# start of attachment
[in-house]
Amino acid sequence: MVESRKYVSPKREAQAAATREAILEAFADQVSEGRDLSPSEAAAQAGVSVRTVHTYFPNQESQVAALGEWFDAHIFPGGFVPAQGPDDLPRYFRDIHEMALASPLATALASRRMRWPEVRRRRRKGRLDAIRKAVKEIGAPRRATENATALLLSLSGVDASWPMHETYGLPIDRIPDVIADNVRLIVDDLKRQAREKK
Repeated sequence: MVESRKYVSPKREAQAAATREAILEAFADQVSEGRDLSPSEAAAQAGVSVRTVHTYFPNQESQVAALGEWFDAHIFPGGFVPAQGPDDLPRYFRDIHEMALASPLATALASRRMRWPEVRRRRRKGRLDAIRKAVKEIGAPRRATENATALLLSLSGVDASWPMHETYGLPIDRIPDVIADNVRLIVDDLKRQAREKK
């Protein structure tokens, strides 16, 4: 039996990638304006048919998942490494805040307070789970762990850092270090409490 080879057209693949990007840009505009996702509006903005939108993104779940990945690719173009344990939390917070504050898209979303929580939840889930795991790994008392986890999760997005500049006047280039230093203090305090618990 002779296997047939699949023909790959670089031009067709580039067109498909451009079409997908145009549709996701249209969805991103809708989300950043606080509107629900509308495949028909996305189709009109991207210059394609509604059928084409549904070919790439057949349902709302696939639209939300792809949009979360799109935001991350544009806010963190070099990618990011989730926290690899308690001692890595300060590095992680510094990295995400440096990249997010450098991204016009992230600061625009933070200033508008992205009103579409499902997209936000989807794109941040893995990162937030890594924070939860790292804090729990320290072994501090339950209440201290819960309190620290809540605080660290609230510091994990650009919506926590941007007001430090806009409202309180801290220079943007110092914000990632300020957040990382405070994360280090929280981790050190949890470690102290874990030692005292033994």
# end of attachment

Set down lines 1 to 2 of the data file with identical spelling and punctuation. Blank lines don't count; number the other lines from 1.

[in-house]
Amino acid sequence: MVESRKYVSPKREAQAAATREAILEAFADQVSEGRDLSPSEAAAQAGVSVRTVHTYFPNQESQVAALGEWFDAHIFPGGFVPAQGPDDLPRYFRDIHEMALASPLATALASRRMRWPEVRRRRRKGRLDAIRKAVKEIGAPRRATENATALLLSLSGVDASWPMHETYGLPIDRIPDVIADNVRLIVDDLKRQAREKK